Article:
Welcome to the ABCs of Insurance Claims. Over the next few months, Sherri Walker, Sentinel’s Director of Claims will address an aspect of claims handling for every letter of the alphabet to help provide a better understanding of the claims process.
Understanding Your Homeowners Policy
Ah, the “American dream”…Homeownership. There is nothing in the world like the feeling of turning that key in the lock for the first time on your very own home. Owning a home is such a liberating feeling; until the night that you hear the dreaded drip of water into your bedroom, you step on a floorboard that suddenly creaks and peeks up at the corner, or you notice that the concrete steps leading to your porch have begun to crumble. Home repairs can be costly can cause a lot of stress. In that moment, many of us wonder “Is this covered under my Homeowners policy?”.
Most of us are unsure what the standard homeowners policy covers. When the thick policy arrives in the mail, many of us chuck it in a drawer, unopened, to have handy for a “rainy day” if, and when, we need it. Of the people who open it and attempt to translate the unending pages of double column technical jargon, a large percentage will just give up, as it is difficult to understand the nuances of what “the policy giveth and the policy taketh away.” At the end of the day, we end up simply hoping for the best and trying to prepare for the worst.
While understanding the standard Homeowner policy is a bigger task than we can take on in one blog, it’s important to understand that a Homeowners policy is not a warranty and does not automatically cover all things that “break”. For coverage to apply, there must be “direct, physical damage” that is “sudden and accidental,” and it must occur due to a covered cause of loss. If the damage doesn’t meet the three criteria listed, then your policy may not cover it. This means that a resulting issue can be either excluded or covered, depending on the factors of how it occurs.
What Is and Isn't Covered?
Let’s take a leaking roof for example. A roof leak can be the result of a windstorm that rips shingles off the home, or it can be from the simple wearing out of roof as the house ages. It could be from a pipe boot that has cracked and loosened over time, or from improperly installed shingles.
To determine if any of these scenarios would be covered, we would have to weigh each one against the requirements for coverage outlined above. The worn-out boot and old roof would not be sudden or accidental, and the improperly installed roof would not be direct physical damage, so the roofs in those scenarios would not be covered.
The wind torn shingles would meet all those elements & would be a coverable loss. However, if rain entered through any of the above scenarios, and caused damage to the drywall and your belongings, then the rain damage would meet the conditions needed and would likely be covered.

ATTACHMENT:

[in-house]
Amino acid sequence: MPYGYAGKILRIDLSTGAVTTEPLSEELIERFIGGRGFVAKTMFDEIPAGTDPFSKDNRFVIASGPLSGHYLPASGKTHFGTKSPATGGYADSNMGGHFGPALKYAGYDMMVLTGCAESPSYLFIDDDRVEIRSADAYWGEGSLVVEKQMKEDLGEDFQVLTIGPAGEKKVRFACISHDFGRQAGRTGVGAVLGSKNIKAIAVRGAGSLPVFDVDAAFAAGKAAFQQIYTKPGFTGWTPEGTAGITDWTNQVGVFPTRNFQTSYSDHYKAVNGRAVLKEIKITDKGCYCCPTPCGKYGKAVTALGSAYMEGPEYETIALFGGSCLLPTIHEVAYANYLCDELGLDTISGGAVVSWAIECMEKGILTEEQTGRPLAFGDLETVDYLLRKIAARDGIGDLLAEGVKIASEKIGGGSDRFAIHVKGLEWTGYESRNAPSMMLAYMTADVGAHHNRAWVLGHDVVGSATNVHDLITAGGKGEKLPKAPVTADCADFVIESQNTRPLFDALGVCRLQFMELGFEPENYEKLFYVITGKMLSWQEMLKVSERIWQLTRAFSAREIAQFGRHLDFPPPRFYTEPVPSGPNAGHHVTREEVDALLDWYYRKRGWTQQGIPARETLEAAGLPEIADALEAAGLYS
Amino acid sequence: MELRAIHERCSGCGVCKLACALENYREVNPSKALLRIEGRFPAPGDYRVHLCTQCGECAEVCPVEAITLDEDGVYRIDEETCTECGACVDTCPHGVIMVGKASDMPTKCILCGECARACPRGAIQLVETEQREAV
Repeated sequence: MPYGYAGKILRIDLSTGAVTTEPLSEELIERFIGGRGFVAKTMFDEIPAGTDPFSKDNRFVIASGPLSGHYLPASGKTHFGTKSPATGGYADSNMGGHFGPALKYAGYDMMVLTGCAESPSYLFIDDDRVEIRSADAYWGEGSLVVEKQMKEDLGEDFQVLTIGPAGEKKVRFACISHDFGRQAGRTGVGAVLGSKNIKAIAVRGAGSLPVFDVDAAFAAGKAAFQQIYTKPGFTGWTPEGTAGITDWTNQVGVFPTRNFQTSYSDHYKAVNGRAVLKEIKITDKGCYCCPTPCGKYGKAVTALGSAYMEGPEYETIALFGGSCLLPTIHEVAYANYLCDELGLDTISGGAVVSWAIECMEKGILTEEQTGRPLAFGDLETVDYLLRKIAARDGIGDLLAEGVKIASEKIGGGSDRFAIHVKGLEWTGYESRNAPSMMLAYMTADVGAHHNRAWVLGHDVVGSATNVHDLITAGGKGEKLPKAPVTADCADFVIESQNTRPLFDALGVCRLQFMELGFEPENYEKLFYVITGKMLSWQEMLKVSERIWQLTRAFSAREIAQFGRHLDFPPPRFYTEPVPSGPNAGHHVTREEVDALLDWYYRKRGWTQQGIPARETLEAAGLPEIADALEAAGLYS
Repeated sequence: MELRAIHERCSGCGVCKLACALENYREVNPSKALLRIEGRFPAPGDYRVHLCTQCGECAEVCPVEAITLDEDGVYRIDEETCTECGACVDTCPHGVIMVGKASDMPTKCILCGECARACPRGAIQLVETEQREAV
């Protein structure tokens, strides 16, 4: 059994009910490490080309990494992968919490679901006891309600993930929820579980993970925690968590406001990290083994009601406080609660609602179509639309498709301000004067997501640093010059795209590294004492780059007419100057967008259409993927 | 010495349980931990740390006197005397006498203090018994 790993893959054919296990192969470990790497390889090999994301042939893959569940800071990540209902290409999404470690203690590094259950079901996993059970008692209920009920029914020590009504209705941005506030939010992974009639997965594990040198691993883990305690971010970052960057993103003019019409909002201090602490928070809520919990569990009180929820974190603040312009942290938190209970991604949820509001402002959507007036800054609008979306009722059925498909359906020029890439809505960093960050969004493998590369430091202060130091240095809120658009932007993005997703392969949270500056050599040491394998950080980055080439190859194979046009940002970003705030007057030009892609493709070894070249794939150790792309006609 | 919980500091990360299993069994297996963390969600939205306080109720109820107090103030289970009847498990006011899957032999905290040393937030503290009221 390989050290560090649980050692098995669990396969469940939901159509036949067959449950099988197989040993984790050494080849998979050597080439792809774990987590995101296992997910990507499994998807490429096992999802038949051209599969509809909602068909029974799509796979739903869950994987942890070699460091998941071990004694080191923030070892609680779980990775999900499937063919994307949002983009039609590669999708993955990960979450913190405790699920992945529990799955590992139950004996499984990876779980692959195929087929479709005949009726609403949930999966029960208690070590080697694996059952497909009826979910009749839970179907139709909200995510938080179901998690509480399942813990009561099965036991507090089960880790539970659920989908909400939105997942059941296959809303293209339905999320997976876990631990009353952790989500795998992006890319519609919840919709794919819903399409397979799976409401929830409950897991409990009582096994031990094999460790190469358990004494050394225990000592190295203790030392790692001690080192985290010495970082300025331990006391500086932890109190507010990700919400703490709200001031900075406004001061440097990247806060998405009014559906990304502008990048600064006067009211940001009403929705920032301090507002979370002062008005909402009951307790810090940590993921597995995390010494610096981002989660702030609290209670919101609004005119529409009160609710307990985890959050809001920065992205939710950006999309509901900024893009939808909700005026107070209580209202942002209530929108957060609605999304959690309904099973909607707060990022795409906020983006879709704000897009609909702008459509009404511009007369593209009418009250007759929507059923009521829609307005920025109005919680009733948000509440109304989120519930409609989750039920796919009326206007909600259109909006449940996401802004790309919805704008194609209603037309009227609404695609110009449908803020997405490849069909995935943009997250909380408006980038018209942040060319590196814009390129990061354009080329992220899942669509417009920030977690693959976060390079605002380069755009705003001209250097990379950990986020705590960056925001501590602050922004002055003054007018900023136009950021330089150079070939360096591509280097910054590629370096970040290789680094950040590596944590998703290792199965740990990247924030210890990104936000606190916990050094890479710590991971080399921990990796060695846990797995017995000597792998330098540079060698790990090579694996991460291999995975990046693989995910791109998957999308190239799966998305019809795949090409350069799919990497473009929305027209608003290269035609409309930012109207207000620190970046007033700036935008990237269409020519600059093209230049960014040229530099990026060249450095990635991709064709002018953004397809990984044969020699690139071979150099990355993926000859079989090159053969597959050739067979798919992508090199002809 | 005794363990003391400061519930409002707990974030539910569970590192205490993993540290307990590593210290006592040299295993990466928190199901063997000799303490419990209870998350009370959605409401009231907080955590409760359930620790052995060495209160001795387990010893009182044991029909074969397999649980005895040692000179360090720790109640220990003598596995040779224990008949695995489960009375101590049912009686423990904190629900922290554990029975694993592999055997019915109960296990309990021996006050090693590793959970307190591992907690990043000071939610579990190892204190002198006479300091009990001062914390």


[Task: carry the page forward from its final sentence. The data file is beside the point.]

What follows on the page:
Another example would be your water heater. If your water heater fails due to a rusted-out spot and water escapes, the water heater itself would not be covered because the rust would not be sudden and accidental. However, the water that escapes would be sudden and accidental, and if there was resulting damage, that water damage would likely be covered. Conversely, if a lightning strike to the home damages the water heater, and it no longer works due to the circuit board being fried, then it would likely be covered. This is common with HVAC units as well.
If you have wood flooring in your home that over time gets a worn spot from frequent foot traffic, or a board that over times rises, then once again, those things would not be covered. Long term pipe leaks, foundation settling, crumbling mortar between bricks, and general mold issues that occur without a covered loss being the primary cause are all things that your policy doesn’t intend to cover. It’s also worth noting that trees, shrubs, and plants are not covered if they simply don’t survive a case of an eager tender with a black thumb (that one comes from personal experience; it’s me).
Safeguarding Your Success
While it can be frustrating that not all issues which befall homeowners are covered, understanding why can help us anticipate whether this is an expense that we will have to carve into the budget. When you have a situation like this, comparing the facts against the needed elements of coverage can help you know whether a claim should be filed with your carrier.
Our knowledgeable team at Sentinel is always happy to review your potential claims and advise whether your damage should be filed. We are here to safeguard your success and keep your non-covered claims history squeaky clean!